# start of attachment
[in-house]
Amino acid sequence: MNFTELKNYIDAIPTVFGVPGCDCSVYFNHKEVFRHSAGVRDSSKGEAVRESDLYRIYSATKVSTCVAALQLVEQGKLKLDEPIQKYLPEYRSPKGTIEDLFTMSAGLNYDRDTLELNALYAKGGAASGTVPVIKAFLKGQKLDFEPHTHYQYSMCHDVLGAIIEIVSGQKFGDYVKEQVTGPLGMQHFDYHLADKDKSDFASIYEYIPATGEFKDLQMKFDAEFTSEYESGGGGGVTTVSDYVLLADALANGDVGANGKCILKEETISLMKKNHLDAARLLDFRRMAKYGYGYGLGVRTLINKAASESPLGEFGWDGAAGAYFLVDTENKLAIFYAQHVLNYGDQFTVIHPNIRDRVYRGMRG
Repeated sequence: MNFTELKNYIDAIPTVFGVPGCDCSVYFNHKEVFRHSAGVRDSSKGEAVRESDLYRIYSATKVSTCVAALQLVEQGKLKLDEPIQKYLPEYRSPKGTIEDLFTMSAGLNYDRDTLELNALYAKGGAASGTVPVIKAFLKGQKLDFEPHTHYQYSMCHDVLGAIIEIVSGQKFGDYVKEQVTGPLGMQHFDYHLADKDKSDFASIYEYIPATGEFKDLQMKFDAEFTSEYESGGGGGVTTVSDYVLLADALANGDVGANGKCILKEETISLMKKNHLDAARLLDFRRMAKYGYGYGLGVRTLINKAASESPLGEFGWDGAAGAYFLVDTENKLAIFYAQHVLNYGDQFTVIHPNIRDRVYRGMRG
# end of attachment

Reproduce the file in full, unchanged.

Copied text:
[in-house]
Amino acid sequence: MNFTELKNYIDAIPTVFGVPGCDCSVYFNHKEVFRHSAGVRDSSKGEAVRESDLYRIYSATKVSTCVAALQLVEQGKLKLDEPIQKYLPEYRSPKGTIEDLFTMSAGLNYDRDTLELNALYAKGGAASGTVPVIKAFLKGQKLDFEPHTHYQYSMCHDVLGAIIEIVSGQKFGDYVKEQVTGPLGMQHFDYHLADKDKSDFASIYEYIPATGEFKDLQMKFDAEFTSEYESGGGGGVTTVSDYVLLADALANGDVGANGKCILKEETISLMKKNHLDAARLLDFRRMAKYGYGYGLGVRTLINKAASESPLGEFGWDGAAGAYFLVDTENKLAIFYAQHVLNYGDQFTVIHPNIRDRVYRGMRG
Repeated sequence: MNFTELKNYIDAIPTVFGVPGCDCSVYFNHKEVFRHSAGVRDSSKGEAVRESDLYRIYSATKVSTCVAALQLVEQGKLKLDEPIQKYLPEYRSPKGTIEDLFTMSAGLNYDRDTLELNALYAKGGAASGTVPVIKAFLKGQKLDFEPHTHYQYSMCHDVLGAIIEIVSGQKFGDYVKEQVTGPLGMQHFDYHLADKDKSDFASIYEYIPATGEFKDLQMKFDAEFTSEYESGGGGGVTTVSDYVLLADALANGDVGANGKCILKEETISLMKKNHLDAARLLDFRRMAKYGYGYGLGVRTLINKAASESPLGEFGWDGAAGAYFLVDTENKLAIFYAQHVLNYGDQFTVIHPNIRDRVYRGMRG